FIGURE 4 is an enlarged fragmentary transverse section taken along lines 4-4 on FIGURE 3.

FIGURE 5 is a fragmentary side elevation of a modified form of the apparatus shown in FIGURE 2.

Briefly, the article sorting machine 12 (FIGS. 1 and 2) includes a pedestal base 14 having an upper sleeve portion 16 that can be elevationally adjusted. The sleeve 16 has spaced lugs 18, only one of which is shown, that carry a pivot bolt 20. Pivotally mounted on the bolt 20 is a unitary sorting apparatus 22 which includes a scale housing 23 on which are mounted an approach platform 24, a scale platform 26 and a reject platform 28. Thus mounted, the sorting apparatus 22 can be pivoted to various angular declinations, and locked in a selected position, by means of a sleeve and bolt assembly 30 which can be varied in length and interconnects the sleeve 16 and the scale housing 23.

As installed, the article sorting machine 12 may be positioned between the discharge end of a delivery conveyor 32 and the inlet end of a discharge conveyor 34, and the articles to be weighed and sorted slide by gravity successively over the approach platform, the scale platform and the reject platform.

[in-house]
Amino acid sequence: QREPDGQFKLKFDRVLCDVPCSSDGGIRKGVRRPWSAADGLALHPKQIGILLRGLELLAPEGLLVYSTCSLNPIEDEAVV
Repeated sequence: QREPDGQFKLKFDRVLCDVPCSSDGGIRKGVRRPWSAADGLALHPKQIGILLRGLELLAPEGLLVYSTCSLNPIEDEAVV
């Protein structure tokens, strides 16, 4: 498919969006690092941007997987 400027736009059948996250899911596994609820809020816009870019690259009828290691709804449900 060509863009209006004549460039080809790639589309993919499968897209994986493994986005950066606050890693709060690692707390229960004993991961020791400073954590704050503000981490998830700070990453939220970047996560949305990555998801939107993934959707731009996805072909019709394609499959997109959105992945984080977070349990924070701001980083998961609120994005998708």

Those articles which meet the weight standard for which the scale platform is adjusted slide onto the discharge conveyor 34 for further processing such as labeling or packaging. Articles which do not comply with the weight standards are pushed laterally over a slide plate 36 by a reject mechanism including a rotary solenoid 38 and an arm 40 which is connected to the actuating shaft of the solenoid and is movable over the reject platform 28 in a plane including an article on the platform. Timing of the actuation of the solenoid 38, and other functions, is effected by a scanning projector 42 and receiver 44. All of the above mentioned elements are more fully described in the previously identified patent application.